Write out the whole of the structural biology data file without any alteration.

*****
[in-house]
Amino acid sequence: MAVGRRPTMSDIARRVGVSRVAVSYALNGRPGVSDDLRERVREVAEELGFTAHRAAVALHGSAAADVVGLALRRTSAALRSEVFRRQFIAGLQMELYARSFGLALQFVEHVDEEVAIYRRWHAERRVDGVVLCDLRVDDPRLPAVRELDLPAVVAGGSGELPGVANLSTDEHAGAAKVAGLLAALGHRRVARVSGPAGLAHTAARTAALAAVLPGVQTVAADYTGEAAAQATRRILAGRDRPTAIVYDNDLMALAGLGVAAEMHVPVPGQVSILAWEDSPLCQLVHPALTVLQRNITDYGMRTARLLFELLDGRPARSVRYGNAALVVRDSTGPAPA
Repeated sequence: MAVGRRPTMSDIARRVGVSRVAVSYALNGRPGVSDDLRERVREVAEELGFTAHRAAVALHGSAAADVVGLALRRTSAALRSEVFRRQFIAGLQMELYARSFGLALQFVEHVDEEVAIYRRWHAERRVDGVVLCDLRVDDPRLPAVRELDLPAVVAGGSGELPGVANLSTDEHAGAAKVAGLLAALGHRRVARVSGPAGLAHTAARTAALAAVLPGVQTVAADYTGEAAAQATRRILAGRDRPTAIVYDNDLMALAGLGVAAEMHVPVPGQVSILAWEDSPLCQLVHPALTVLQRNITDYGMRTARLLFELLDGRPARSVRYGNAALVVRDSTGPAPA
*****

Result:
[in-house]
Amino acid sequence: MAVGRRPTMSDIARRVGVSRVAVSYALNGRPGVSDDLRERVREVAEELGFTAHRAAVALHGSAAADVVGLALRRTSAALRSEVFRRQFIAGLQMELYARSFGLALQFVEHVDEEVAIYRRWHAERRVDGVVLCDLRVDDPRLPAVRELDLPAVVAGGSGELPGVANLSTDEHAGAAKVAGLLAALGHRRVARVSGPAGLAHTAARTAALAAVLPGVQTVAADYTGEAAAQATRRILAGRDRPTAIVYDNDLMALAGLGVAAEMHVPVPGQVSILAWEDSPLCQLVHPALTVLQRNITDYGMRTARLLFELLDGRPARSVRYGNAALVVRDSTGPAPA
Repeated sequence: MAVGRRPTMSDIARRVGVSRVAVSYALNGRPGVSDDLRERVREVAEELGFTAHRAAVALHGSAAADVVGLALRRTSAALRSEVFRRQFIAGLQMELYARSFGLALQFVEHVDEEVAIYRRWHAERRVDGVVLCDLRVDDPRLPAVRELDLPAVVAGGSGELPGVANLSTDEHAGAAKVAGLLAALGHRRVARVSGPAGLAHTAARTAALAAVLPGVQTVAADYTGEAAAQATRRILAGRDRPTAIVYDNDLMALAGLGVAAEMHVPVPGQVSILAWEDSPLCQLVHPALTVLQRNITDYGMRTARLLFELLDGRPARSVRYGNAALVVRDSTGPAPA